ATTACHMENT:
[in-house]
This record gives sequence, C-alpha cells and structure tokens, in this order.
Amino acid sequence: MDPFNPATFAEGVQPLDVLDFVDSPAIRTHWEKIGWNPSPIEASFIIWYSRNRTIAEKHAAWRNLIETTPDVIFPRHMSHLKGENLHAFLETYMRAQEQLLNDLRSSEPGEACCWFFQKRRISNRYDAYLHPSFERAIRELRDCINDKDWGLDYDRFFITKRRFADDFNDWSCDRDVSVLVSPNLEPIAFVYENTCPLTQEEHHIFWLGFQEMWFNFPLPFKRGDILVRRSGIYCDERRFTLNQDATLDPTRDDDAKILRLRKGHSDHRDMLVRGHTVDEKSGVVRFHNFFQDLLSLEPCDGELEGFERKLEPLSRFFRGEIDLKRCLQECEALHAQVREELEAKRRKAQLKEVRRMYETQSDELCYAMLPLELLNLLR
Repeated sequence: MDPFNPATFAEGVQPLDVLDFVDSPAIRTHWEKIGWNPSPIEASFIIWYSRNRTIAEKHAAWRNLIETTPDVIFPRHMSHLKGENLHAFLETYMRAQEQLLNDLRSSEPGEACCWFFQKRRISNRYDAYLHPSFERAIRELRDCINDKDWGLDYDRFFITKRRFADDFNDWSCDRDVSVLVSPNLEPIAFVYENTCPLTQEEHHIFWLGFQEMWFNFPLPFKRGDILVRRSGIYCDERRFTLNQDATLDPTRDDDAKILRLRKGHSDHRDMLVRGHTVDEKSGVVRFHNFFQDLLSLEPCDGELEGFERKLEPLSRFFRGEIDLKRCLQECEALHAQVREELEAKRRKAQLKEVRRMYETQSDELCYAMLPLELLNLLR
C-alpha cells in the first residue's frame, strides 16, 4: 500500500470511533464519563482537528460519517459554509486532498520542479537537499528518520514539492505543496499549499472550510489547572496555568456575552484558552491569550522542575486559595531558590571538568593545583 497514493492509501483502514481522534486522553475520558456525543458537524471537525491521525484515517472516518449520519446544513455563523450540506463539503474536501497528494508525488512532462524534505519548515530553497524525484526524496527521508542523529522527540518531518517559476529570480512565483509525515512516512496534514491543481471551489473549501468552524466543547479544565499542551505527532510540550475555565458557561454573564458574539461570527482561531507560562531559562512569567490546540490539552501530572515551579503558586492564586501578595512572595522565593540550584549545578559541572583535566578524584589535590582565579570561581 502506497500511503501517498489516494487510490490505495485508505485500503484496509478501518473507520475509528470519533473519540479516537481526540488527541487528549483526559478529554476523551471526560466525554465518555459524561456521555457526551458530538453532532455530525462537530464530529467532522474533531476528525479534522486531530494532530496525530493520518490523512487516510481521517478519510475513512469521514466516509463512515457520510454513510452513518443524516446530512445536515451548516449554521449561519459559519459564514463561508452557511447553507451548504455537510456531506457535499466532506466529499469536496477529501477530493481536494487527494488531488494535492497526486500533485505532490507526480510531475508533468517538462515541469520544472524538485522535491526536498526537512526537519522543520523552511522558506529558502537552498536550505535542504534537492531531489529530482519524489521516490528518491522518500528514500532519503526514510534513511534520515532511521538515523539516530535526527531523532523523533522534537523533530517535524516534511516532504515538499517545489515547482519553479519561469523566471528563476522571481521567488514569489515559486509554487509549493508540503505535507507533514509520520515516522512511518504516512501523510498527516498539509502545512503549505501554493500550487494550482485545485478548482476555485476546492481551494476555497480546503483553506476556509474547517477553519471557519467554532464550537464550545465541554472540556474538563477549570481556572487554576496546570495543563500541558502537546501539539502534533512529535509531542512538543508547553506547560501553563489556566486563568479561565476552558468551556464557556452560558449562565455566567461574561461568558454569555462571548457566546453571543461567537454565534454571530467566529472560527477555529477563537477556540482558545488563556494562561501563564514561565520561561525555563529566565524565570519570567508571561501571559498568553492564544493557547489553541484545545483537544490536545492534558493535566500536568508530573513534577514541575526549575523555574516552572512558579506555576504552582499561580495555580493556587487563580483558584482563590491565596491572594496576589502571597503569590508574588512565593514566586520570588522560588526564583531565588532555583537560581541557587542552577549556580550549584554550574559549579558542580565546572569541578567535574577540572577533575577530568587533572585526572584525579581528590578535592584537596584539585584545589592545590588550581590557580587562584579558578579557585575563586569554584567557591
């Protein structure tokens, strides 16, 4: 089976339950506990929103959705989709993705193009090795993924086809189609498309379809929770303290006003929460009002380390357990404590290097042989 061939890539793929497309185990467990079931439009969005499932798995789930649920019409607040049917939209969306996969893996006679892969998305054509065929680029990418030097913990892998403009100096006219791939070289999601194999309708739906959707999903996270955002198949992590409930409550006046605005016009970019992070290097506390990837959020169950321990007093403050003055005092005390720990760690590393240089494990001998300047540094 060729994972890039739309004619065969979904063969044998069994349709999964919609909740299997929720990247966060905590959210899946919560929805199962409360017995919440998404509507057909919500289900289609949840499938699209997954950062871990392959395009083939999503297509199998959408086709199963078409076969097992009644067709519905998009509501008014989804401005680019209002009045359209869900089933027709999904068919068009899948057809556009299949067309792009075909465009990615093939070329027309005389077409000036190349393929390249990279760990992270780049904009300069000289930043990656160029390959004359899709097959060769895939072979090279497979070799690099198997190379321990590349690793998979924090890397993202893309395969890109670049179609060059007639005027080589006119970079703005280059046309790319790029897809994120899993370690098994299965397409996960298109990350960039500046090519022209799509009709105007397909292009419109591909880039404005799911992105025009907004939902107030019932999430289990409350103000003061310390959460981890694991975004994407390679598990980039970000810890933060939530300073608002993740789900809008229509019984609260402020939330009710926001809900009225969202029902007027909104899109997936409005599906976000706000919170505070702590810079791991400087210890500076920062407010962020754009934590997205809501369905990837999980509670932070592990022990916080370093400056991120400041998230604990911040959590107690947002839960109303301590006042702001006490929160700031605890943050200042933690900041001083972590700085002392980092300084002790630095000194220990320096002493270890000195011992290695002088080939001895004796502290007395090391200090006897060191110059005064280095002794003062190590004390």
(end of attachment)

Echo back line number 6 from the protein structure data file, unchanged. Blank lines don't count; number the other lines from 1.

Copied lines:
């Protein structure tokens, strides 16, 4: 089976339950506990929103959705989709993705193009090795993924086809189609498309379809929770303290006003929460009002380390357990404590290097042989 061939890539793929497309185990467990079931439009969005499932798995789930649920019409607040049917939209969306996969893996006679892969998305054509065929680029990418030097913990892998403009100096006219791939070289999601194999309708739906959707999903996270955002198949992590409930409550006046605005016009970019992070290097506390990837959020169950321990007093403050003055005092005390720990760690590393240089494990001998300047540094 060729994972890039739309004619065969979904063969044998069994349709999964919609909740299997929720990247966060905590959210899946919560929805199962409360017995919440998404509507057909919500289900289609949840499938699209997954950062871990392959395009083939999503297509199998959408086709199963078409076969097992009644067709519905998009509501008014989804401005680019209002009045359209869900089933027709999904068919068009899948057809556009299949067309792009075909465009990615093939070329027309005389077409000036190349393929390249990279760990992270780049904009300069000289930043990656160029390959004359899709097959060769895939072979090279497979070799690099198997190379321990590349690793998979924090890397993202893309395969890109670049179609060059007639005027080589006119970079703005280059046309790319790029897809994120899993370690098994299965397409996960298109990350960039500046090519022209799509009709105007397909292009419109591909880039404005799911992105025009907004939902107030019932999430289990409350103000003061310390959460981890694991975004994407390679598990980039970000810890933060939530300073608002993740789900809008229509019984609260402020939330009710926001809900009225969202029902007027909104899109997936409005599906976000706000919170505070702590810079791991400087210890500076920062407010962020754009934590997205809501369905990837999980509670932070592990022990916080370093400056991120400041998230604990911040959590107690947002839960109303301590006042702001006490929160700031605890943050200042933690900041001083972590700085002392980092300084002790630095000194220990320096002493270890000195011992290695002088080939001895004796502290007395090391200090006897060191110059005064280095002794003062190590004390």